June 22nd is a celebratory day for Glasgow medical history; William Macewen was born in 1848 on this day on the Isle of Bute. Macewen gained his medical degree from the University of Glasgow and ultimately became Regius Professor of Surgery at the University with wards at the Western Infirmary, Glasgow. It was, however, whilst at the Glasgow Royal Infirmary, that he made many of his great strides forward in both brain and bone surgery. The College archive holds Macewen’s casebooks while he was a surgeon at Glasgow Royal Infirmary as well as other papers (RCPSG 10). On the 29th June 1926 at the Commemoration of Benefactors at the University of Glasgow, Professor Archibald Young, then Regius Professor of Surgery, delivered an Oration on the work of Macewen. In researching his lecture, he wrote to many who had been associated with Macewen and these letters on Macewen’s work and character can be found in the Young Papers in the College Archive (RCPSG 39). Further Macewen archive material can be found at Glasgow University Archives.
Macewen became a Fellow of the Faculty (now Royal College) of Physicians and Surgeons of Glasgow in 1874 and was awarded an Honorary Fellowship in 1913. Apart from his papers, the College also has an operating table that he designed and a set of osteotomes (used for bone operations). Macewen’s portrait hangs in College Hall and is one of over ninety College oil paintings depicted on the BBC Your Paintings website.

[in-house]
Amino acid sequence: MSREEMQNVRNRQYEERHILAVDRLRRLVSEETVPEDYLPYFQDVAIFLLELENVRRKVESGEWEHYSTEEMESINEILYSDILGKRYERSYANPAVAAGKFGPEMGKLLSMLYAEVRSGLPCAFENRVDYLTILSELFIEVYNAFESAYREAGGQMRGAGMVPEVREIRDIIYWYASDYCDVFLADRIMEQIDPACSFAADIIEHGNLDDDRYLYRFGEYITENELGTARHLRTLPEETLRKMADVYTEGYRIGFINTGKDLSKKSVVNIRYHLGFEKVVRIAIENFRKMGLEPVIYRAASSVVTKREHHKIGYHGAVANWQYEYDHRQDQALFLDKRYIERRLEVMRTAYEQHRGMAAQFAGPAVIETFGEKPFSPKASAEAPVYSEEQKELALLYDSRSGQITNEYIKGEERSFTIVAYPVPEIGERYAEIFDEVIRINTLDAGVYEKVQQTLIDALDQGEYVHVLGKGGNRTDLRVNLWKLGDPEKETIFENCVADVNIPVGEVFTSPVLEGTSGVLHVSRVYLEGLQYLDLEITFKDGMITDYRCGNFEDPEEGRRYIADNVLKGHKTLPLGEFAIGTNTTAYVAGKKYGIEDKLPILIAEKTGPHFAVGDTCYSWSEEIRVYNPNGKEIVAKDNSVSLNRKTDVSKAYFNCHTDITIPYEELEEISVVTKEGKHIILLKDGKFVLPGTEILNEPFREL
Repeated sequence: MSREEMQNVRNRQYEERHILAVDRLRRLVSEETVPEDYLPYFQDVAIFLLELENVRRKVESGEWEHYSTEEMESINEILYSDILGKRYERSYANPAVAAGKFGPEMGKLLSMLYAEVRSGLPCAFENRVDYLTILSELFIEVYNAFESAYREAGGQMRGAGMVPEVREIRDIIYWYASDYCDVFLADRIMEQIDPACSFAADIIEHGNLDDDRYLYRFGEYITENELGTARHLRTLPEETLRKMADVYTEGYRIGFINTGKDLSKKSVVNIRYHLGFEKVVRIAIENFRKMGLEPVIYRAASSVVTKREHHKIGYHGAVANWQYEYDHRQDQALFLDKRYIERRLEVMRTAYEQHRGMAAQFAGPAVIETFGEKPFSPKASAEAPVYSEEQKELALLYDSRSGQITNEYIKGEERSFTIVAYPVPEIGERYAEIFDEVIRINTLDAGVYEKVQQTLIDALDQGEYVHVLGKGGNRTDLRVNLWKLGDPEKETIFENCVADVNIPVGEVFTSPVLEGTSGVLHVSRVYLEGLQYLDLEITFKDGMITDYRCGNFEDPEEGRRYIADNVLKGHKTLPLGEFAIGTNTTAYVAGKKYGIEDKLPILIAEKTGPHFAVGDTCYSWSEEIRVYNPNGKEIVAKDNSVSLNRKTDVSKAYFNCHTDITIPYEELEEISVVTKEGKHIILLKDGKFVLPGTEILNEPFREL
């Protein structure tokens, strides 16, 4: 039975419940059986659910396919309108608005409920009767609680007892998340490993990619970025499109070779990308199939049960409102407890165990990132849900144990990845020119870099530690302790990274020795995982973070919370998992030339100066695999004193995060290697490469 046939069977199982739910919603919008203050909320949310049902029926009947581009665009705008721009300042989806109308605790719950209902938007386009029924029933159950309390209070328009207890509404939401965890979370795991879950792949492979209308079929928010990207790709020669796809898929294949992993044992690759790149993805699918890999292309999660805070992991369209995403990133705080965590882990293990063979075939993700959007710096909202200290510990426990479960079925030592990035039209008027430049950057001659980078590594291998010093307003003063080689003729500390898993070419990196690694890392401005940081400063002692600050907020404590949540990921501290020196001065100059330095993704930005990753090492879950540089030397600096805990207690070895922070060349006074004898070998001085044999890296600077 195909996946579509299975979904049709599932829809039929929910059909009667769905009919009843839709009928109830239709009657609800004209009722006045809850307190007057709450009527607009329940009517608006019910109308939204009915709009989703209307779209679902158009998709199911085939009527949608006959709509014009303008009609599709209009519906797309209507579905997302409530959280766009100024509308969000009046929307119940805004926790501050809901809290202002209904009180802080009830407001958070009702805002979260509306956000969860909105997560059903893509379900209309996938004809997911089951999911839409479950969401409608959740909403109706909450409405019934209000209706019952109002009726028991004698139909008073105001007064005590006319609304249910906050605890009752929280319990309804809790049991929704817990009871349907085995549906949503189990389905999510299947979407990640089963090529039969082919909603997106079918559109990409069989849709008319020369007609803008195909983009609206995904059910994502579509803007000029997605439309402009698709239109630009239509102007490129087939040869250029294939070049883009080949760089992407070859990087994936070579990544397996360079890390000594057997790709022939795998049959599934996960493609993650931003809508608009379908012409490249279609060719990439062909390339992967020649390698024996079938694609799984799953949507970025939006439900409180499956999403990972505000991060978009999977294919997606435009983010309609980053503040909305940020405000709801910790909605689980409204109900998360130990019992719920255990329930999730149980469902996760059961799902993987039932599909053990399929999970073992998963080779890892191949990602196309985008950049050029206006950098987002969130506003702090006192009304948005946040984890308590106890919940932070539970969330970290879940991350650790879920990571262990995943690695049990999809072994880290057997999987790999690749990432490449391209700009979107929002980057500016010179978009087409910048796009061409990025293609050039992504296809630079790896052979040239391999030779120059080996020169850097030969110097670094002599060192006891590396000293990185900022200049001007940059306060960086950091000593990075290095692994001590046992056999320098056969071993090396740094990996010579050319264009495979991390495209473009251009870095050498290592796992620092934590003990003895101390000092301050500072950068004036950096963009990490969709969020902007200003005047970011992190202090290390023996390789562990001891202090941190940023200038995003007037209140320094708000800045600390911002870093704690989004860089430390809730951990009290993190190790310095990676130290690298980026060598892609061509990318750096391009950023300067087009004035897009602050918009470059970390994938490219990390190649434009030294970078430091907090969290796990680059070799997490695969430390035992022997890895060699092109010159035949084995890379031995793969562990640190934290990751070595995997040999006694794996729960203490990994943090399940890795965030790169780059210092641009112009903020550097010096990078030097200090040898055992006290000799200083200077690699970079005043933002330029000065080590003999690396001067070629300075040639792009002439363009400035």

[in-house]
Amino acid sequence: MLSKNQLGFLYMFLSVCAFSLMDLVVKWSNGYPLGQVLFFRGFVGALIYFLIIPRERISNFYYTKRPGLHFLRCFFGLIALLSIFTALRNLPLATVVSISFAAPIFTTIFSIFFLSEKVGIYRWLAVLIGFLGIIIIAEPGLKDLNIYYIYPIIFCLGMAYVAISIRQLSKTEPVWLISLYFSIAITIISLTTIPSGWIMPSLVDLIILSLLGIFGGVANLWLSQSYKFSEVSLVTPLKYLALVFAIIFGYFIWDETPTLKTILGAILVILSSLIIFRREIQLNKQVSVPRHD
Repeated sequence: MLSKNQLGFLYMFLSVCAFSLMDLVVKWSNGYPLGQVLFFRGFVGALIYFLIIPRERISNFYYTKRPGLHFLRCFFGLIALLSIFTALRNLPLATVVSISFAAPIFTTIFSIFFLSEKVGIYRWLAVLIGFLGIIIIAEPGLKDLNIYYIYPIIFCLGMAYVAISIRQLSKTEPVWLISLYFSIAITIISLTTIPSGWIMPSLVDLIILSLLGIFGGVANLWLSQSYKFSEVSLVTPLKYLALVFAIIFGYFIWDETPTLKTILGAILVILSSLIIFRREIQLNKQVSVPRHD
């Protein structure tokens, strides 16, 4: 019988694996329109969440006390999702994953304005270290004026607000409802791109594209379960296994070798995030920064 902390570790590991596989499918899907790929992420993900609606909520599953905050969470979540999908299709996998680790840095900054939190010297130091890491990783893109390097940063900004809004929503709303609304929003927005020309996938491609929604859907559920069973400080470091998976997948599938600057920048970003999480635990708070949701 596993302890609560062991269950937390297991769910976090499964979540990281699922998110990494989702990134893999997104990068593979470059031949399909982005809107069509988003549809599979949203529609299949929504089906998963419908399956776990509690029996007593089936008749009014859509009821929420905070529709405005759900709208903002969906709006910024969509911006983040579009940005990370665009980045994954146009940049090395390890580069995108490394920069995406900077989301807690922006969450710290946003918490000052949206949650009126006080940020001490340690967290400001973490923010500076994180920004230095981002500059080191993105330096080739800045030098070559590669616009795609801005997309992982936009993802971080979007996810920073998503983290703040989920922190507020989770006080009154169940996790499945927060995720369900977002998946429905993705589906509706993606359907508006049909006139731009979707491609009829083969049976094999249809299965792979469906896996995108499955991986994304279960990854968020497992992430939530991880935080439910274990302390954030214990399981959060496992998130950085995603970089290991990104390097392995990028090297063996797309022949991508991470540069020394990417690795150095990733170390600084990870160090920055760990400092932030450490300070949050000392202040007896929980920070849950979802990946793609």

Apart from his surgical work, Macewen worked very closely with the Matron of Glasgow Royal Infirmary, Mrs Rebecca Strong, in devising a training programme for nurses – one which would be copied throughout the world.
Scientists have recently announced the first 3D digital brain based on slicing 7,400 brain sections. Macewen, had published in 1893, a work entitled Atlas of Head Sections, which consisted of fifty-three engraved copperplates of frozen sections of the head. Every head section was cut by Macewen himself. At that time, the work was at the forefront of scientific achievement and the New York Medical Herald stated that it surpassed “all others in perfection of its execution and in the completeness of the work”.
The Atlas of Head Sections and other works by Macewen can be consulted in the College Library (see the library catalogue for details). The standard biography of Macewen is The Life and Teaching of Sir William Macewen by A.K. Bowman, 1942. This work, too, is available in the College Library.
Are the whereabouts of the original plates fro the Atlas known, please?
Thanks for your enquiry. Unfortunately, we don’t know where the originals are. We don’t have them and neither do the archives at Glasgow University who also have a good collection of Macewen items. Sorry we can’t help.
[…] the Princess Louise Hospital, Erskine’. Details about Macewen can be found on a previous blog post from June last year. This blog post will highlight Macewen’s work during the First World […]